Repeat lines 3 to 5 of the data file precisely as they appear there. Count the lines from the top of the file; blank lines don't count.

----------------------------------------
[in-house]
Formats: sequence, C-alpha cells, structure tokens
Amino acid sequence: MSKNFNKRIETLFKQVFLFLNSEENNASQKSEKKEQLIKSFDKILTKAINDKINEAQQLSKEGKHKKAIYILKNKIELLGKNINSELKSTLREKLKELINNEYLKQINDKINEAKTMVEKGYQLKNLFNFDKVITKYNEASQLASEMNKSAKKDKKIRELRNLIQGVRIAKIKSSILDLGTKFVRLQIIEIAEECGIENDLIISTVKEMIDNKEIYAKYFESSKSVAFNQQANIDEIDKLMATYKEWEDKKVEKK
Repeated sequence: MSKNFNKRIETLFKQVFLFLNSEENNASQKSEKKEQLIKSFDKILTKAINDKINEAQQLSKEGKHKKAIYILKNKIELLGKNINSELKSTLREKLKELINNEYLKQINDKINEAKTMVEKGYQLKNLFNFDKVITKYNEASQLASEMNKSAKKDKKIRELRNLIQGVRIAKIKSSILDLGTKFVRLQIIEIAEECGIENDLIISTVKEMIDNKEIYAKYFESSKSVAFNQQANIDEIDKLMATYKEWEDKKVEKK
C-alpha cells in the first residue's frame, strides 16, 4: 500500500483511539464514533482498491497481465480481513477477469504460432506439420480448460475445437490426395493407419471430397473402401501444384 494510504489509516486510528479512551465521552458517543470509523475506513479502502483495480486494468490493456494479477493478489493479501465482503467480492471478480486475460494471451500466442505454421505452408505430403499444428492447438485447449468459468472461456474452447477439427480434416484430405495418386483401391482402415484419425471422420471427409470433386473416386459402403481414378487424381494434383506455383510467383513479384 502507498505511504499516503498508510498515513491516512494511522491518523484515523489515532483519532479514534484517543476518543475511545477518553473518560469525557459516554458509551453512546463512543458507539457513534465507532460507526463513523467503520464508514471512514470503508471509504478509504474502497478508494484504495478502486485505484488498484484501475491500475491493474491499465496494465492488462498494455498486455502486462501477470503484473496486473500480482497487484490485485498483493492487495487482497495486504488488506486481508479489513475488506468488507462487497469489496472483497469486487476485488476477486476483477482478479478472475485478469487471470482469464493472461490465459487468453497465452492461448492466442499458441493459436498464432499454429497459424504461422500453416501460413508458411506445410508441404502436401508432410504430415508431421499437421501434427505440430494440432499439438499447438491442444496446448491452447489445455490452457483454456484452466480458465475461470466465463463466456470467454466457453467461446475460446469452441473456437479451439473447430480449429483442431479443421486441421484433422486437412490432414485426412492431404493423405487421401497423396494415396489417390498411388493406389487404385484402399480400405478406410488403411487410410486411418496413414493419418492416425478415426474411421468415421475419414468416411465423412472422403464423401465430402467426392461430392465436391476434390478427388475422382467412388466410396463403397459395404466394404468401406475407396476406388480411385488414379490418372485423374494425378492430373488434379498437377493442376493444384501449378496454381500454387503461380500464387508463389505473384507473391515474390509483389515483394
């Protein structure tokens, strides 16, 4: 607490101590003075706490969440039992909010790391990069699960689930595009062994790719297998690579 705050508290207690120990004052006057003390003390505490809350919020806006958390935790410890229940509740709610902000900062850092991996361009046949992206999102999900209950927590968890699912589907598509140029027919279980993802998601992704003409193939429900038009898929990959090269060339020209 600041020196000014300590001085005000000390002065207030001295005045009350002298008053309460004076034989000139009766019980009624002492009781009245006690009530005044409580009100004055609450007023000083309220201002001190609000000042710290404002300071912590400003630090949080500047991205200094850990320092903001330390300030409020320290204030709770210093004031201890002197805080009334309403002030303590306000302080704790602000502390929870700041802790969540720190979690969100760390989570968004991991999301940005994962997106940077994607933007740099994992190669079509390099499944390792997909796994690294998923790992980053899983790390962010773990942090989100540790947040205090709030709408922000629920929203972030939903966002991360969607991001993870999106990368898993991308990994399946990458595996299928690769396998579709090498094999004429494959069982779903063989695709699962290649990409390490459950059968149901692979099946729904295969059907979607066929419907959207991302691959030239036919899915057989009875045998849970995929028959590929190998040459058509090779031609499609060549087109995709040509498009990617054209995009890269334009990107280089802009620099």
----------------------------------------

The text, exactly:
Amino acid sequence: MSKNFNKRIETLFKQVFLFLNSEENNASQKSEKKEQLIKSFDKILTKAINDKINEAQQLSKEGKHKKAIYILKNKIELLGKNINSELKSTLREKLKELINNEYLKQINDKINEAKTMVEKGYQLKNLFNFDKVITKYNEASQLASEMNKSAKKDKKIRELRNLIQGVRIAKIKSSILDLGTKFVRLQIIEIAEECGIENDLIISTVKEMIDNKEIYAKYFESSKSVAFNQQANIDEIDKLMATYKEWEDKKVEKK
Repeated sequence: MSKNFNKRIETLFKQVFLFLNSEENNASQKSEKKEQLIKSFDKILTKAINDKINEAQQLSKEGKHKKAIYILKNKIELLGKNINSELKSTLREKLKELINNEYLKQINDKINEAKTMVEKGYQLKNLFNFDKVITKYNEASQLASEMNKSAKKDKKIRELRNLIQGVRIAKIKSSILDLGTKFVRLQIIEIAEECGIENDLIISTVKEMIDNKEIYAKYFESSKSVAFNQQANIDEIDKLMATYKEWEDKKVEKK
C-alpha cells in the first residue's frame, strides 16, 4: 500500500483511539464514533482498491497481465480481513477477469504460432506439420480448460475445437490426395493407419471430397473402401501444384 494510504489509516486510528479512551465521552458517543470509523475506513479502502483495480486494468490493456494479477493478489493479501465482503467480492471478480486475460494471451500466442505454421505452408505430403499444428492447438485447449468459468472461456474452447477439427480434416484430405495418386483401391482402415484419425471422420471427409470433386473416386459402403481414378487424381494434383506455383510467383513479384 502507498505511504499516503498508510498515513491516512494511522491518523484515523489515532483519532479514534484517543476518543475511545477518553473518560469525557459516554458509551453512546463512543458507539457513534465507532460507526463513523467503520464508514471512514470503508471509504478509504474502497478508494484504495478502486485505484488498484484501475491500475491493474491499465496494465492488462498494455498486455502486462501477470503484473496486473500480482497487484490485485498483493492487495487482497495486504488488506486481508479489513475488506468488507462487497469489496472483497469486487476485488476477486476483477482478479478472475485478469487471470482469464493472461490465459487468453497465452492461448492466442499458441493459436498464432499454429497459424504461422500453416501460413508458411506445410508441404502436401508432410504430415508431421499437421501434427505440430494440432499439438499447438491442444496446448491452447489445455490452457483454456484452466480458465475461470466465463463466456470467454466457453467461446475460446469452441473456437479451439473447430480449429483442431479443421486441421484433422486437412490432414485426412492431404493423405487421401497423396494415396489417390498411388493406389487404385484402399480400405478406410488403411487410410486411418496413414493419418492416425478415426474411421468415421475419414468416411465423412472422403464423401465430402467426392461430392465436391476434390478427388475422382467412388466410396463403397459395404466394404468401406475407396476406388480411385488414379490418372485423374494425378492430373488434379498437377493442376493444384501449378496454381500454387503461380500464387508463389505473384507473391515474390509483389515483394